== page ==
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Sixty Years Ago

This article was published in EPW on 9 January 1999, on the occasion of the 50th anniversary of the launch of Economic Weekly. Given the content, that article, titled "Fifty Years Ago", is reprinted here almost entirely in full.




Sixty Years Ago

Ashok Mitra

This article was published in EPW on 9 January 1999, on the occasion of the 50th anniversary of the launch of Economic Weekly. Given the content, that article, titled “Fifty Years Ago”, is reprinted here almost entirely in full.

Ashok Mitra ( has been a contributor to both EW and EPW for more than five decades. He was also on the board of Sameeksha Trust until 2004. Reprinted here with the permission of the author.

f the Chaudhuri brothers, the fourth and youngest, Sankho, the sculptor, was away in Paris. The rest of the brothers were in Mumbai (nee, Bombay). The second brother, Debu, held a comfortable assignment with a multinational company assembling and distributing electronic products. The third brother, Hiten, was a gadfly, with varied business interests: production and distribution of films, export and import of raw as well as semi-processed cotton, presiding over an engineering concern producing small tools and equipment, managing a printing press, and so on. The eldest brother, Sachin, was a pucca patriarch. The brothers adored him and were in awe of his scholarship and intellectual powers. He had lived the life of a nomad ever since he disappeared from Dacca in 1927 after faring disappointingly in the master’s examination in economics. His performance in the examination was no reflection on his scholastic talent. His friend and classmate A K Das Gupta used to recall Sachin Chaudhuri’s countless escapades: he refused to sit for the examination in the year it was due, 1926, and embarked on a Bharat darshan instead and scampered back to Dacca even as the next year’s examination schedule was announced. He did not even know the syllabus. So what, sang froid was sang froid. When the results were announced, Sachin Chaudhuri, it was seen, had just scraped through. Half-dejected and half-embarrassed, he chose to decamp from Dacca.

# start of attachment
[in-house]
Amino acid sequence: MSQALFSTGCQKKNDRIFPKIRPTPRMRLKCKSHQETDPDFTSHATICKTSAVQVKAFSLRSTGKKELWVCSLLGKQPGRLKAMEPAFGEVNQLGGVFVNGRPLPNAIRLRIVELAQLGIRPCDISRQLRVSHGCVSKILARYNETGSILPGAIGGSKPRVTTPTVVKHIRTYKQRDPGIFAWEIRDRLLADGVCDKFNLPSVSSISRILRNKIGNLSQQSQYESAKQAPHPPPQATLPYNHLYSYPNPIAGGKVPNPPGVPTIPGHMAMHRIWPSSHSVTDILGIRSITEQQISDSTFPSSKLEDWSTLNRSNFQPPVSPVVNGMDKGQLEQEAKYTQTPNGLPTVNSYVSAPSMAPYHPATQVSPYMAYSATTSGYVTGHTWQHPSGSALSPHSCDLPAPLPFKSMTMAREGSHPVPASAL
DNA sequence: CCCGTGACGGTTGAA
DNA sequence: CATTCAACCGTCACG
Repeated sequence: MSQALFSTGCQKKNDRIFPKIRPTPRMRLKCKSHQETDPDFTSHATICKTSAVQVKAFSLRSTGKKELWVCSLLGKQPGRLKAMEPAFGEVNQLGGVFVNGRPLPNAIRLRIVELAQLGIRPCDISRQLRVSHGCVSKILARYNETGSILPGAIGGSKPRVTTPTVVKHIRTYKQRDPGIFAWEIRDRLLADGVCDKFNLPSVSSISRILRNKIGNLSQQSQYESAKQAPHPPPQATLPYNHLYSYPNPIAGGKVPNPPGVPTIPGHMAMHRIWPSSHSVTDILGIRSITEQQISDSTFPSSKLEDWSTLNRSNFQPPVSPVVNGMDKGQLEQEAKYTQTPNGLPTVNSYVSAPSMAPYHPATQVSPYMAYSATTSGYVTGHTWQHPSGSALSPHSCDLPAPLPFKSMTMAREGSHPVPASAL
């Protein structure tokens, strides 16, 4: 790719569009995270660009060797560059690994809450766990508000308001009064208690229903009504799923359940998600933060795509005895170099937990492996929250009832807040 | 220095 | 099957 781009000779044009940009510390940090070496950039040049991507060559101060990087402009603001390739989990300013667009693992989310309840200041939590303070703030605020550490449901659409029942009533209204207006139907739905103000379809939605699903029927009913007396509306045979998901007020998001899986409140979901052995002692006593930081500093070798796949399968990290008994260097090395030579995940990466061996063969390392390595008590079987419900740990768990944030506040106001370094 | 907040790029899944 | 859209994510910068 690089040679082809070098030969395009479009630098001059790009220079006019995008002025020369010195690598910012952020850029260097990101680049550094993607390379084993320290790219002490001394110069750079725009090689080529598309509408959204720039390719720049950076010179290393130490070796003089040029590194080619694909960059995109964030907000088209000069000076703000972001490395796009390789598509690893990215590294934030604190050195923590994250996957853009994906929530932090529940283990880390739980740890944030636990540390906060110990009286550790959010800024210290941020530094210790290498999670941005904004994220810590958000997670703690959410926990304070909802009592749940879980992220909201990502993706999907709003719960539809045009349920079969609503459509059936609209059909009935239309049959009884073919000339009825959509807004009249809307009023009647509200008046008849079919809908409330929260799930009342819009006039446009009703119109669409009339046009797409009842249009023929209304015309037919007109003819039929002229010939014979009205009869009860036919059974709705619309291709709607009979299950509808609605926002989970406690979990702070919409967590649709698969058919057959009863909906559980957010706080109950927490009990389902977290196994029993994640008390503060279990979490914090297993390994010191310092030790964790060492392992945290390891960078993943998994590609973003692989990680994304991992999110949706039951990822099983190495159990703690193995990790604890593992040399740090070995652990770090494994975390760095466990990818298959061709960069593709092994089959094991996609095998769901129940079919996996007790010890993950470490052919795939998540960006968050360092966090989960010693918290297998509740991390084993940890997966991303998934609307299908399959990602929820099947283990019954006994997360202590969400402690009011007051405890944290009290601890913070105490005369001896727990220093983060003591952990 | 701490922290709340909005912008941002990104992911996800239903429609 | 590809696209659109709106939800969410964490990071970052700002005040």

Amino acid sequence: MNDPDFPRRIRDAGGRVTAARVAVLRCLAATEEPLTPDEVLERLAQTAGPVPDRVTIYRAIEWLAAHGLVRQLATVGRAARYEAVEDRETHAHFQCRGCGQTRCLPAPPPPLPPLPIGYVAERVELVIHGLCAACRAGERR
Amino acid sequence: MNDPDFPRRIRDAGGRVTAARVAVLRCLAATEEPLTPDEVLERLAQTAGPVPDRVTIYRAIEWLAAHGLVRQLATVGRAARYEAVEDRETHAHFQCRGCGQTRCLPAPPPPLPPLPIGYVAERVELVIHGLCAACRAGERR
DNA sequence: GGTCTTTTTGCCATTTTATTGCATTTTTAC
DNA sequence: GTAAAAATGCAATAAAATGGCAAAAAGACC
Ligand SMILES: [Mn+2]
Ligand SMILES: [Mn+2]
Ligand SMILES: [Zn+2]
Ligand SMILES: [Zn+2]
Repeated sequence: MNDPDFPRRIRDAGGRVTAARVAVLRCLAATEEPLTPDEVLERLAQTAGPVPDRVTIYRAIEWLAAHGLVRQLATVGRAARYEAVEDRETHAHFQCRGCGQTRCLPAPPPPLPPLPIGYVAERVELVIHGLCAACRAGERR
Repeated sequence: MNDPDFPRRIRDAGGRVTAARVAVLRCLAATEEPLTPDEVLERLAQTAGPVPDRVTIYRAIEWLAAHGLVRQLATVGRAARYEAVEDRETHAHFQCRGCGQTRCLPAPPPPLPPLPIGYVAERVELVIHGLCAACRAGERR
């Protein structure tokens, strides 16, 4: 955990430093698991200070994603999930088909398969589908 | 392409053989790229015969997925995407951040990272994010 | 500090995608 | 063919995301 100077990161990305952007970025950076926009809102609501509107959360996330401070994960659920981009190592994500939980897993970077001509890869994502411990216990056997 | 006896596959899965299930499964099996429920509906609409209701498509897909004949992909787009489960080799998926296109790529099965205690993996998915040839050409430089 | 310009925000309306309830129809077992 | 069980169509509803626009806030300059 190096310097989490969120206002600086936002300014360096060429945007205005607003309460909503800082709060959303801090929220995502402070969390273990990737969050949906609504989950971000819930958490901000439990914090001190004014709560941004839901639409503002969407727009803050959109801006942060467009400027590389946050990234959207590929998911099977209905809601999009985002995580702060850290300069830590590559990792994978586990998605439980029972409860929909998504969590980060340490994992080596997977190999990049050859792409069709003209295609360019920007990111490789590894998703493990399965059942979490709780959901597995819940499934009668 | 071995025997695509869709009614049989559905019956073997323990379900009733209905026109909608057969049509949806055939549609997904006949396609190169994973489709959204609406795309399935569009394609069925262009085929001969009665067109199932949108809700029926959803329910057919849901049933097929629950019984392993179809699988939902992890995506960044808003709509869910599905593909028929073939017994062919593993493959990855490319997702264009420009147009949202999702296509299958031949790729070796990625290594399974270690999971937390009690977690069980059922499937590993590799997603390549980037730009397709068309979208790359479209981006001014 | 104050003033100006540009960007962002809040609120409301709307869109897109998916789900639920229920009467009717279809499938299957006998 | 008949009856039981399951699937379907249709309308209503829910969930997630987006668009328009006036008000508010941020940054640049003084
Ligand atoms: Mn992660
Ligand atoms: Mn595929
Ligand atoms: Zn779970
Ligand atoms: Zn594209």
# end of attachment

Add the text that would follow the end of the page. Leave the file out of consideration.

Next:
Debu and Hiten had meanwhile nestled in Bombay and, after an interval of some months, the senior brother joined their sometimes separate, sometimes joint h ousehold. Sachin Chaudhuri simply pottered around. His charm, his wit and the sharpness of his mind drew in no time a flock of friends and advisers, politicians, journalists, social philanthropists, a hand

ful of economists too. Sachin Chaudhuri himself did not take his economics seriously, but others did. D Ghosh, who was at the moment on the economics faculty of the University of Bombay, took the initiative to arrange a university research fellowship for Sachin. The scholarship money came in handy while he would stand rounds of drinks for acolytes in Churchgate restaurants. Economic research otherwise, he had not the least doubt, was not his cup of tea. Sachin Chaudhuri imported the Bengali adda into Bombay. He perhaps took a proprietary pride in the fragility of the adda. There was no ostensible means of livelihood, for the research fellowship could not obviously be renewed, and in any case the money it offered was small beer. Hiten introduced him to Himansu Rai and Devika Rani. Both were bowled over. Sachin became, of all things, the manager of Bombay Talkies. Whether precisely on account of his appointment, or sheer happenstance, Bombay Talkies soon downed its shutters. Sachin Chaudhuri was a free bird once more, even though the friendship with Devika Rani endured.